Busy start to 2024 with new listings surging in February


New listings surged last month, with the combined capital cities recording their busiest February in more than a decade, according to the PropTrack Listings Report February.

On a month-on-month basis, new listings on realestate.com.au jumped 29.9 per cent last month, and were up 16.6 per cent compared to a year prior.

According to PropTrack Senior Economist Angus Moore, the surge was driven largely by the combined capital cities recording their highest number of new listings for a February since 2012.

In Sydney, new listings climbed 33.6 per cent year-on-year, while Melbourne jumped 35.4 per cent, making it the busiest February since 2012 and at least 2010, respectively.

Property markets in capital cities, Sydney and Melbourne especially, saw a strong start to 2024, with the busiest January and February since 2012 across the combined capital cities,” he said.

“This followed a period in 2023 of more-normal spring activity than was the case in 2022, when activity was fairly quiet.

“Supporting this busier start to the year – more so than we were seeing in spring 2022 and early 2023 – was strong demand, unemployment that remained low by historical standards, strong population growth, tight rental market conditions, and a more stable outlook for interest rates.”

New listings have also surged in Canberra, which recorded 32.2 per cent more new listings in Febraury than at the same time last year.

All capital cities recorded a rise in new listings last month, but on an annual basis Hobart (down 0.4 per cent) and Darwin (down 3 per cent) remain in the negative.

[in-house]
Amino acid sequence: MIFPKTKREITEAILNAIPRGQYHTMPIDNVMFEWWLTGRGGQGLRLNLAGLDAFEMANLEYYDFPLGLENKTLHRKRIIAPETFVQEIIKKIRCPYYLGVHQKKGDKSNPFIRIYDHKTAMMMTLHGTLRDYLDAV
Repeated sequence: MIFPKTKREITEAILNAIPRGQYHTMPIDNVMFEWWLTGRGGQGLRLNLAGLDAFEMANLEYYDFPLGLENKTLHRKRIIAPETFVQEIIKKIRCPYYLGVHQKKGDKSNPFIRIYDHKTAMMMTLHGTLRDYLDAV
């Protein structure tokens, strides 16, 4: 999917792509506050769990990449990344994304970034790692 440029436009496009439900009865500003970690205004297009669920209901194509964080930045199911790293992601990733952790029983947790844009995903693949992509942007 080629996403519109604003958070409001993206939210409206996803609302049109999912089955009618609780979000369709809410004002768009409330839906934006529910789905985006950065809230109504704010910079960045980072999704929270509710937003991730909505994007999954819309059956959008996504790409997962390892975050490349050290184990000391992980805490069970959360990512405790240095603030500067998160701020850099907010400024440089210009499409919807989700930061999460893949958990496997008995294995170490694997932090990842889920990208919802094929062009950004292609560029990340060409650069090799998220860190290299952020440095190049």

Regional areas were a little quieter, though not as quiet as 2023. 

Across the combined regional areas, February was broadly in line with the pace of activity

that has been typical for February regionally over the past decade. 

Even so, the number of new listings regionally was up 7.8 per cent year-on-year in February.

In regional NSW, new listings climbed 27 per cent month-on-month, while in regional Victoria, they rose 32.4 per cent.

Regional NT had the largest monthly increase in new listings, up 45.5 per cent., while regional South Australia saw new listings rise 18.6 per cent.

Outside of the capitals, regional NSW and regional Victoria saw solid increases in new

listings compared to the same time last year, continuing their trend of improving activity and

choice since the end of 2021. 

Mr Moore said the fact experts had predicted interest rates would not rise again this year, and with the chance of a cut in the second half of the year, bode well for confidence in the property market.

“Markets are no longer expecting a further increase in interest rates, with an expectation of cuts as soon as the second half of this year,” he said.

“This is driven by the fact inflation appears to be coming under control sooner than the RBA had initially anticipated: over 2023, inflation was 4.1 per cent compared to the RBA’s expectation of 4.5 per cent. 

“The RBA is now expecting inflation will be close to their target by the end of this year.”



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